Iran's elections in two weeks' time (17 June) to pick a new president will take place, it now seems, unclouded by the row over its nuclear ambitions.
In an exceptionally worldly piece of diplomacy, the European Union has agreed that the whole question will be put on ice until August. It half hopes that a moderate leader it can deal with might have emerged by then.
As a tactic, it's the best one going: buying time, in one sliver after another. One Foreign Office official said to me wearily: "We're buying the same carpet, again and again." He added: "Mind you, they think they haven't been paid for the carpet in the first place."
Europe's attempt to persuade Iran not to equip itself with nuclear weapons is the most interesting test of diplomacy going: whether, through threats and bribes, it can persuade Iran to step off a path to which it appears committed. I have not heard any western officials say they believe Iran's claim that it wants fuel only for nuclear reactors, not weapons.
I have followed these talks since Iran's secret nuclear programme was exposed by dissidents three years ago, and I don't think it's an entirely lost cause. At least some in the Iranian government talk the language of a deal. They know the cost to Iran of international hostility, and they have a keen eye on what they might extract in return for giving way.
And buying time itself isn't a pointless aim. You don't have to be a romantic - hoping for a benign regime suddenly to take the place of the ayatollahs - to think that the strong pro-western feelings among many Iranians will eventually influence their government's stance.
Watching the current stalemate, however, I wonder if the west is offering Tehran enough. In the past year, the threat that the US might launch military action against Iran has vanished, given the American predicament in Iraq. Israel is certainly keen to keep the impression alive that it might do so. But few officials think this is realistic, given how diffuse - and hidden - Iran's nuclear sites are thought to be.
The threat of referring Iran to the United Nations Security Council remains, but no one is very clear what might then follow. Given this, the "rewards" offered to Iran for changing course might now have to be raised.
The latest talks in May between the EU and Iran in Geneva illustrate the paralysis perfectly. For two years, Britain, France and Germany have taken it on themselves together to try to persuade Iran to back down, in the face of American scepticism.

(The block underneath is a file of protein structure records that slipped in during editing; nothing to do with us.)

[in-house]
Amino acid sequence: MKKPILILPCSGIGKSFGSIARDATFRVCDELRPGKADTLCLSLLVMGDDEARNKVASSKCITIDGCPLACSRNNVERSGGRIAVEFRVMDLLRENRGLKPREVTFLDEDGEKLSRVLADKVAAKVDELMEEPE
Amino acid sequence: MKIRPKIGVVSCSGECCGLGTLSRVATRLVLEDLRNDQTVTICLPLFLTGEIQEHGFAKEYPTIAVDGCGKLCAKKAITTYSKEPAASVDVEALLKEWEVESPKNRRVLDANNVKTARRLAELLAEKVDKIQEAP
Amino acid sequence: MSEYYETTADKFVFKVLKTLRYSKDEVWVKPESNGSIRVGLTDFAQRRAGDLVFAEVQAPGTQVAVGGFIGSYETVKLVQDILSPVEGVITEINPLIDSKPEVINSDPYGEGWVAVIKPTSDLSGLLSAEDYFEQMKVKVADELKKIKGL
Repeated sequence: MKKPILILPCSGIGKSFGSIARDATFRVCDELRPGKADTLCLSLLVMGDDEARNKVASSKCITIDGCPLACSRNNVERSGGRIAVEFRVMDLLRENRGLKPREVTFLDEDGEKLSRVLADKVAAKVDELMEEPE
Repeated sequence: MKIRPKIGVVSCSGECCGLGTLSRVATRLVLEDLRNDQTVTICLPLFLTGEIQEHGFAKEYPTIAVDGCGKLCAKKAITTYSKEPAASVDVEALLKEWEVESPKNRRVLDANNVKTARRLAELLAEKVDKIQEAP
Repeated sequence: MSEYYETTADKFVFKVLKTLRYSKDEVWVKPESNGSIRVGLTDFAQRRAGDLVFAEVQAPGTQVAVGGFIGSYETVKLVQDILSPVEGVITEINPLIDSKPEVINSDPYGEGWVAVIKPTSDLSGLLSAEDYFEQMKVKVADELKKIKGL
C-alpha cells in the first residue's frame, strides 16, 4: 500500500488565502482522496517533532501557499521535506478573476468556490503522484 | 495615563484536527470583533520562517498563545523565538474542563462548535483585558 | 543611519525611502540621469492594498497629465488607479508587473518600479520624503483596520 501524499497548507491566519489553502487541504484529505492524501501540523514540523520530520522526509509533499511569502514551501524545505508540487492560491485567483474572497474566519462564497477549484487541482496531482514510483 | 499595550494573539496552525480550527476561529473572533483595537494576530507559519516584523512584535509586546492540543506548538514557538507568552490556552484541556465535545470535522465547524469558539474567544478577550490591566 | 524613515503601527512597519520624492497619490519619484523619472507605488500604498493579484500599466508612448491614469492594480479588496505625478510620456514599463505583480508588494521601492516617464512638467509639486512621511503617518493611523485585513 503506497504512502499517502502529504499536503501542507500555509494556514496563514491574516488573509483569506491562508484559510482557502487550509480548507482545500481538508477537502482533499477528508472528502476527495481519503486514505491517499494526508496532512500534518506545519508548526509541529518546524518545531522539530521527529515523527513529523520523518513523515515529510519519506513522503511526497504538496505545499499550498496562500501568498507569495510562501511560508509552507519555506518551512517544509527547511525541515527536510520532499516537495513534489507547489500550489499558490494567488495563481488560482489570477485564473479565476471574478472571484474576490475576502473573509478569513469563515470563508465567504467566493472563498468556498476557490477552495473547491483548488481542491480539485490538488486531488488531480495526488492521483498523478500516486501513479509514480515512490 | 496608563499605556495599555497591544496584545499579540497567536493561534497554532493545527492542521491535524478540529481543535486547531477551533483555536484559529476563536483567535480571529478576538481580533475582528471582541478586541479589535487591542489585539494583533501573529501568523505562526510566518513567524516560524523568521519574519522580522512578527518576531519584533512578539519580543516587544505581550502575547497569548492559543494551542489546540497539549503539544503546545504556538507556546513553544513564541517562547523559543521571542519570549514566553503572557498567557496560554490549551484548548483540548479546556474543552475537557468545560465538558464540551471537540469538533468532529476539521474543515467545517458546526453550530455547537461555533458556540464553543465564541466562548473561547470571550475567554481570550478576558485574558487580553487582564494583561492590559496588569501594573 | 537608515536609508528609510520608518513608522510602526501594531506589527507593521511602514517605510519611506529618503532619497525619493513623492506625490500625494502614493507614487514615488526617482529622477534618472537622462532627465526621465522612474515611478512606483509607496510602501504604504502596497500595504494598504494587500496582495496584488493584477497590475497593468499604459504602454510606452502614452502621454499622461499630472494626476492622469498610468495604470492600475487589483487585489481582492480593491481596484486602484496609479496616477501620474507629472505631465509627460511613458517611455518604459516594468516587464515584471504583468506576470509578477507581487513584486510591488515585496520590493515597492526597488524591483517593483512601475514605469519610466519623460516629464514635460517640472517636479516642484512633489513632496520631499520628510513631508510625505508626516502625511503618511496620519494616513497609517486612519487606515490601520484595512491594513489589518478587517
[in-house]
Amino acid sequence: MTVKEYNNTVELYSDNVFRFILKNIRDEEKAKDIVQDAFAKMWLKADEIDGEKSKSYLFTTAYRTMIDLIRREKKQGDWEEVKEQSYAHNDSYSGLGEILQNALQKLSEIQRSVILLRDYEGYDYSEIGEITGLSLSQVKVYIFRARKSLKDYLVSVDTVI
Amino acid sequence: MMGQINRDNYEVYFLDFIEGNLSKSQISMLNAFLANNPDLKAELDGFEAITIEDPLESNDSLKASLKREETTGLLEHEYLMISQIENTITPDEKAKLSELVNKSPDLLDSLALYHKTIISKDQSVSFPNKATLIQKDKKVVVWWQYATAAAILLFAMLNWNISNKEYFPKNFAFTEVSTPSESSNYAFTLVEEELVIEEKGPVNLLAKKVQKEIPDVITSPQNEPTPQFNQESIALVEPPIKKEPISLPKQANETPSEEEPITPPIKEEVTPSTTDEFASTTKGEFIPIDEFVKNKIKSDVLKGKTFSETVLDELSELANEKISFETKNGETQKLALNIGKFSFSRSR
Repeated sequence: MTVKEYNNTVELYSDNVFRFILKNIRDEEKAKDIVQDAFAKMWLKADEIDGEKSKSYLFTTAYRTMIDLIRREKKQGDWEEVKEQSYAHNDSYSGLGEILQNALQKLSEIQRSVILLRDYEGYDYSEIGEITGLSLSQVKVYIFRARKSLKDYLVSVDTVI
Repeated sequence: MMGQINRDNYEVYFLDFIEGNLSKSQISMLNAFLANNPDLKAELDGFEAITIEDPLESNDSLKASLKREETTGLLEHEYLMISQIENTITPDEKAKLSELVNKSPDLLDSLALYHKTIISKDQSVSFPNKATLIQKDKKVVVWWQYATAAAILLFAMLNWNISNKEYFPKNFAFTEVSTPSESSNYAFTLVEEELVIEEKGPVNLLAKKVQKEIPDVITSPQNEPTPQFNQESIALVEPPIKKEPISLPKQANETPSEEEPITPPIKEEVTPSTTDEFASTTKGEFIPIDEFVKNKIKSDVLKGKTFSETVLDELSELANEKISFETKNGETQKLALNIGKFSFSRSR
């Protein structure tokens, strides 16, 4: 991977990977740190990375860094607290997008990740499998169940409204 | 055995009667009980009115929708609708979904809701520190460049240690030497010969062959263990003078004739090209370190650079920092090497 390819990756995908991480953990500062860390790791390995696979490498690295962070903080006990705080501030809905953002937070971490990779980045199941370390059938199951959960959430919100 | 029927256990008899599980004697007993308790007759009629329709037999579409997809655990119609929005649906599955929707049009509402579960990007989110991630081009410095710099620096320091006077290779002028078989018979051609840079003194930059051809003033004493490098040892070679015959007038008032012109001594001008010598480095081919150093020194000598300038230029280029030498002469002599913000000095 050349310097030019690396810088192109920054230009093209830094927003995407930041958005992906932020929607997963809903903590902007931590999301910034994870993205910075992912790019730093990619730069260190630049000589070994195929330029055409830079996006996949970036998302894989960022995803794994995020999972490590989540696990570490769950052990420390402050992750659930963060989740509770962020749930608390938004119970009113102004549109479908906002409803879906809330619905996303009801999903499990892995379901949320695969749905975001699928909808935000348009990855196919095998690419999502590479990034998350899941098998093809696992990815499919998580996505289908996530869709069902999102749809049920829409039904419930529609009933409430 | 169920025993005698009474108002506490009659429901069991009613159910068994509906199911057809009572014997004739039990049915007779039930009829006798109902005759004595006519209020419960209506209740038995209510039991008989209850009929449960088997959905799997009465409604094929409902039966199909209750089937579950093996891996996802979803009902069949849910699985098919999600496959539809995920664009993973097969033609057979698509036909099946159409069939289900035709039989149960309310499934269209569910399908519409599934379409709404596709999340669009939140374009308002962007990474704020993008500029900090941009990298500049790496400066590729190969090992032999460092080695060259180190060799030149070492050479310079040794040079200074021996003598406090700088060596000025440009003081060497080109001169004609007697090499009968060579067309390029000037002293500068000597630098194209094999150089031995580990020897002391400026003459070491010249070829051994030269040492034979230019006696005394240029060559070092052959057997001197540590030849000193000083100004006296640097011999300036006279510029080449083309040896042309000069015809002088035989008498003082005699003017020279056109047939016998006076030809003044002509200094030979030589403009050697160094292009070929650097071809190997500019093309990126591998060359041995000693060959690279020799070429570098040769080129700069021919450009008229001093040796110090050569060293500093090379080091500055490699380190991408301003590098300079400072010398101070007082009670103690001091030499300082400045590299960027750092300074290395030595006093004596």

At the Iranian ambassador's house high above Lake Geneva, the Europeans assembled on one side of a narrow mahogany table: Jack Straw, his French and German counterparts Michel Barnier and Joschka Fischer, the EU foreign policy chief Javier Solana, and a dozen advisers and other aides.
Iran's chief nuclear negotiator, Hassan Rowhani, sat on the other side with six colleagues and his favourite translator, a man who maintains a steady, sweet smile while uttering all the phrases of nuclear brinkmanship.
Despite the main players' familiarity with each other - they have met every few months for two years - the talks were immediately tense, as Iran said it planned to restart controversial work. At one point, Fischer pulled out the text of the "Paris Agreement" Iran signed last year, jabbing his finger at it, and saying: "Look what it says here."
After two hours: stalemate. Iran insisted on retaining a "pilot" plant; Europe said "no". The Iranians retreated to a small room; the Europeans huddled under the trees on the lawns. Then Iran backed down, and in return Europe said it would set out, by early August, the shape of a final deal on the work it thought Iran might retain.
This is a non-deal: simply a decision not to bring the row to a head this month. Yet it seems impossible to break the jam without more intervention from the US, together with more clarity on what referral to the Security Council might cost Iran, and more encouragement on trade and security guarantees if it chose the other, non-nuclear path.
The European approach has worked so far, sort of. But it is hard now to see the stakes - either threats or offers - being raised high enough to clinch a deal without the US taking a central part.
Bronwen Maddox is foreign editor of the Times
Michela Wrong is away